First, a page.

Friday, August 19, 2016

Switching to Sublime - #DevfleetFriday

This isn't strictly EVE related, but Talk Python To Me has inspired me to post some more dev/meta related content.

To those who have worked with me on code, you'll know at least two things:

  1. I'm a total luddite when it comes to adding helpful tools to my belt (IDE's specifically)
  2. I live and work in Windows when I can
But my new job has me working in Mac and Unix far more often, so my favorite editor Notepad++ is out.  After touring editors and IDEs for a replacement, I have settled on my new home: Sublime 

Sublime New World

"Why Sublime?" was a pretty easy question for me to answer: very cross-platform, and a deep utility library.  In fact, I've pointed my configs at dropbox so I can easily work in the same Sublime across machines.  Also, the cross-language formatting profiles are pretty slick, and was able to get things working the way I wanted without too much pain.

But Sublime really wins with its Package Control.  Nearly anything you would want can be added to the editor in just a couple commands.  And by-and-large, they're easy to set up and use right out of the box.  Also, many of the packages I've dug into are mostly python, so it's been easy to fix small bugs.

Personally, SublimeLinter has been the best thing to happen to my code recently.  Though it took some effort to get working with python3 on the Mac, having the tattle-tale highlights for bad code and bad practices has me writing far more consistent code.  Writing a .pylintrc file is a little obnoxious, and it doesn't validate virtualenv packages (only ones installed in main site-packages), once it's configured it's a real godsend for keeping my code in line.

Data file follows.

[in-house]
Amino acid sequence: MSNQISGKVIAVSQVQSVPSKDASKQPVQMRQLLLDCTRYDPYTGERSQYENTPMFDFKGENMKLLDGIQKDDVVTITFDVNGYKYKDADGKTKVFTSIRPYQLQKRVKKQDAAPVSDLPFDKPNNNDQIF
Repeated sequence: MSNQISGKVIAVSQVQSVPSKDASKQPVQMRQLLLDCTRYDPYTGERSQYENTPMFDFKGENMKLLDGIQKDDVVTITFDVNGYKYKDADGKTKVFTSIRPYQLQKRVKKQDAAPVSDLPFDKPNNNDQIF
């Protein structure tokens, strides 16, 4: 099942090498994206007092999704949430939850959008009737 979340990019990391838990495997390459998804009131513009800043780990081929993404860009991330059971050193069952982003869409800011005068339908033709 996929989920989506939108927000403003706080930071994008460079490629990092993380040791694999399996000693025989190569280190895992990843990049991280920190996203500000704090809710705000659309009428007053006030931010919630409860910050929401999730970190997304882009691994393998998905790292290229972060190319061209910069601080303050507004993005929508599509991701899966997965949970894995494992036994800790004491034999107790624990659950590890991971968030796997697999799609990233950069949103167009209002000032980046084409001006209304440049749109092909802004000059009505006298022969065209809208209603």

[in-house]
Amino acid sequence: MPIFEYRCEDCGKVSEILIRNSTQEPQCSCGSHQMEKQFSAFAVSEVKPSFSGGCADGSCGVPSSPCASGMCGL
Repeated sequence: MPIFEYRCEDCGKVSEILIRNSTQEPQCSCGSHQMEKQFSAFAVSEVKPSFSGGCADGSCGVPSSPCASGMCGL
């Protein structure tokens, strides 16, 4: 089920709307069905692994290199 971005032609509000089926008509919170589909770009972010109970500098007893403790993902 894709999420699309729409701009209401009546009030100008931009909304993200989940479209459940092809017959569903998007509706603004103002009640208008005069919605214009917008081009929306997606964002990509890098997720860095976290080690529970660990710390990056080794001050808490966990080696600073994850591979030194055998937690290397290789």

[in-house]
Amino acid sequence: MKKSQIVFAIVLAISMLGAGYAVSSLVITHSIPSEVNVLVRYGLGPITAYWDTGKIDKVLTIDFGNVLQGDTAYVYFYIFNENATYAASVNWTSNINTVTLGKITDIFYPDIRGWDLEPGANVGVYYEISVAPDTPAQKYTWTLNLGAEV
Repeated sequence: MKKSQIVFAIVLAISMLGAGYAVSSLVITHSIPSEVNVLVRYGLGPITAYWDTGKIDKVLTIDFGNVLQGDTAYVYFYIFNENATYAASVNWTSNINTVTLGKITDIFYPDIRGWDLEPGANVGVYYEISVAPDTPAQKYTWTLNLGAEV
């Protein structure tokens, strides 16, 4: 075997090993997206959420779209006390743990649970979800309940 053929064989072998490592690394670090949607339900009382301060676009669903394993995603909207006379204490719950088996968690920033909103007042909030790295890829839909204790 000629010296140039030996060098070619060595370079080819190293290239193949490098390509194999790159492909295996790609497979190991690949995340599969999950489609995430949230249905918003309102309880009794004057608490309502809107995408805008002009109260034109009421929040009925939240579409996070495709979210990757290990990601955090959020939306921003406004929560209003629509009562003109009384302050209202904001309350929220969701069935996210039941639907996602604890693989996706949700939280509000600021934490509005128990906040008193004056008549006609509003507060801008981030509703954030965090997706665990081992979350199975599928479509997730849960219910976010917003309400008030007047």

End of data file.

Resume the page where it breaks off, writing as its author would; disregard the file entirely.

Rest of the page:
My one knock against the platform is the need to memorize a large number of shortcuts that aren't inherently obvious.  There are some really slick tricks in the arsenal, but it feels very VIMy to have them handy

Things I Miss From N++

Search Highlighting

N++ has this amazing multi-color highlighting tool that makes traversing large or complicated code blocks easy.  Word Highlight is an okay replacement, but it doesn't do multi-highlight the way I'd like.  

Project Searching

Another very slick N++ feature is its extended search.  Able to quickly see results, contexts, and previous searches in a docked pane was another useful tool I miss having.  Sublime has an extended search, but it pops open in a new document, and doesn't easily fold the way N++ does.

Multi-Pane Interface

This is a total nitpick.  Sublime absolutely does have multi-pane views, and they are actually a step up in the aggregate.  But my one complaint is duplicating a file isn't really obvious.  The "New View Into File" command isn't mapped, and I'd rather r-click a tab and send to pane.

Free or Fee?

My one complaint about Sublime is its licensing.  Though it has a winrar-type "free forever*" mode, it complains semi-randomly at save-time to purchase a license.  At $70, I think the fee is a little steep given how much competition is out there, and its key method (RSA hasn?) is not super intuitive.  

I'm not at all against paying for a thing, but recently many enterprise services have really stepped up their game and spoiled me with their set-and-forget memberships.  Services like XSplit and Adobe just work, and though I pay pretty handsomely for the memberships in the long run, I'd almost rather buy Sublime through a Patreon model.  At the absolute least, I would like an account auth primary key, even if the current key method works as an offline backup.